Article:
In this chapter, I come back to the issue of credibility most security managers face when it comes to the decision-making level. I will consider both the case of the proprietary security manager, employed by the organization and traditionally reporting to a VP or CSO, and the case of the security consultant deployed to protect a group of expatriate workers in volatile environments. Both these security practitioners often have to face opposition from the management, which either finds the threats advanced by their security manager ludicrous, thereby denying credibility (and budget) to the security department outside of basic requirements (guard force, vehicles, a basic CCTV operation, and a symbolic access control system) or tries to transfer their responsibility for a decision to the security manager in case of crisis, emergency, or the need to trigger an evacuation plan (which should not be the case; most of the time the security manager or consultant works in an advisory capacity).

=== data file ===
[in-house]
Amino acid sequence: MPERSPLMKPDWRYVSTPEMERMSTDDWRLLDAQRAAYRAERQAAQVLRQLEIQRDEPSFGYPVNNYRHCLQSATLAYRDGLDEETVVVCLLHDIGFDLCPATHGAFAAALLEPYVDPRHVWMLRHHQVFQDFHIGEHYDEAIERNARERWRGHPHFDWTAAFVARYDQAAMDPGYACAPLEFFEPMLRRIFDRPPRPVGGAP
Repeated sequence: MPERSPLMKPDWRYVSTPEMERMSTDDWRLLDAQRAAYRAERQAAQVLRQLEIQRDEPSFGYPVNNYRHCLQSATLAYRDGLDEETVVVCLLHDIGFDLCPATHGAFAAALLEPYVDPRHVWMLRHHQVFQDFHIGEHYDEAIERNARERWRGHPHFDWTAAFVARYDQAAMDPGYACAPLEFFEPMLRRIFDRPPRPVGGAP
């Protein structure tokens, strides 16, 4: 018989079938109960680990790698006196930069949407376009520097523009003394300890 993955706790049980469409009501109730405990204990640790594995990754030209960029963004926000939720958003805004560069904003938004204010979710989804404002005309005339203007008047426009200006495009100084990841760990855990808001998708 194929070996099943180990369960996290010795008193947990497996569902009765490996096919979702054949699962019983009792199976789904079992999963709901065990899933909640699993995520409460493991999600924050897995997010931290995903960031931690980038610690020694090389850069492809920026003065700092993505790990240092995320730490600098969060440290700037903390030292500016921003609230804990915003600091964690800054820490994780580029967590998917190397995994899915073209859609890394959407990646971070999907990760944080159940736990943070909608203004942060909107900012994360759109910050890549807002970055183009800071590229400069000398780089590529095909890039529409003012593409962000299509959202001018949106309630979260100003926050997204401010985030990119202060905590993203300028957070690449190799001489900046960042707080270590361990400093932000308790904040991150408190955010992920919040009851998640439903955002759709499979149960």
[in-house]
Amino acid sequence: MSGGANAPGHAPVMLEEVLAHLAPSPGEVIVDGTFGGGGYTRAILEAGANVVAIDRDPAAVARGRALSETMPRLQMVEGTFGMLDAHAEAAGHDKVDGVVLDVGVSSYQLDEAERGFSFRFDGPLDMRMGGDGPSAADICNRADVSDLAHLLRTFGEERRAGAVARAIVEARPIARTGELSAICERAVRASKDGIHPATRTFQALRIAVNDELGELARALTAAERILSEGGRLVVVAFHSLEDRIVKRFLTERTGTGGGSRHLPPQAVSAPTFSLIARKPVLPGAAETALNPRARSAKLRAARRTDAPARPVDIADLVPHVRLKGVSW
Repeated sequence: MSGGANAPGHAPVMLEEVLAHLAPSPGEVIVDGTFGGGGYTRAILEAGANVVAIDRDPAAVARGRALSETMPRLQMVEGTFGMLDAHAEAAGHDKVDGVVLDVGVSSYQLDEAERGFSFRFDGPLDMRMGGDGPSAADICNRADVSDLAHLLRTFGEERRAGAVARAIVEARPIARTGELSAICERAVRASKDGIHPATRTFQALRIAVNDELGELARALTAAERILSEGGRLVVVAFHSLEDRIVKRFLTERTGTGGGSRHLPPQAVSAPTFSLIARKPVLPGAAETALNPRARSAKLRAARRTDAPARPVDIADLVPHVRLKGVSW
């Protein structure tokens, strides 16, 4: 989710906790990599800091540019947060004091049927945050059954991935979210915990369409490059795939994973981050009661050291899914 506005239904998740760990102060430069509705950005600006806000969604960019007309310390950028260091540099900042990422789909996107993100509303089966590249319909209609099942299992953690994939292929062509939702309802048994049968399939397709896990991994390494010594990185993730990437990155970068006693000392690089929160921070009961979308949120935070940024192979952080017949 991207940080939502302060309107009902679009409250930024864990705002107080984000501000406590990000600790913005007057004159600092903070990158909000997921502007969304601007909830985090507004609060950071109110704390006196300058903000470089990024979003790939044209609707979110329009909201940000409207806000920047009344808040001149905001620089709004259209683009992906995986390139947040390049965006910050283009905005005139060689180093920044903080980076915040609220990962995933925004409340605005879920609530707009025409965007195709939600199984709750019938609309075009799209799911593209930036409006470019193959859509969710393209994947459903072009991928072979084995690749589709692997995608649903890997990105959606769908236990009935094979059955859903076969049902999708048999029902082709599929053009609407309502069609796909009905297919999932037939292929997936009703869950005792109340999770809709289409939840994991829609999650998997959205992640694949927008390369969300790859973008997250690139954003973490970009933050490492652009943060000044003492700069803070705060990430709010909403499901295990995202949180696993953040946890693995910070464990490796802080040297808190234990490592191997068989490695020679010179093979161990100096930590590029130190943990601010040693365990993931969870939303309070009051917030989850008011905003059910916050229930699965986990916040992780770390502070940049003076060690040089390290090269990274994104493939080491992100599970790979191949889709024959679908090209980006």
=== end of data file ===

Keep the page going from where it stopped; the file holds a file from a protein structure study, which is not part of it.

In this chapter I will also discuss the expectations of the executive management toward the security practitioner—how it should be and how it is often in reality—and I will hint at the traps the security manager should try to avoid. This is based on my experience as a security manager in a big organization as well as my experience as a security consultant deployed in unstable environments.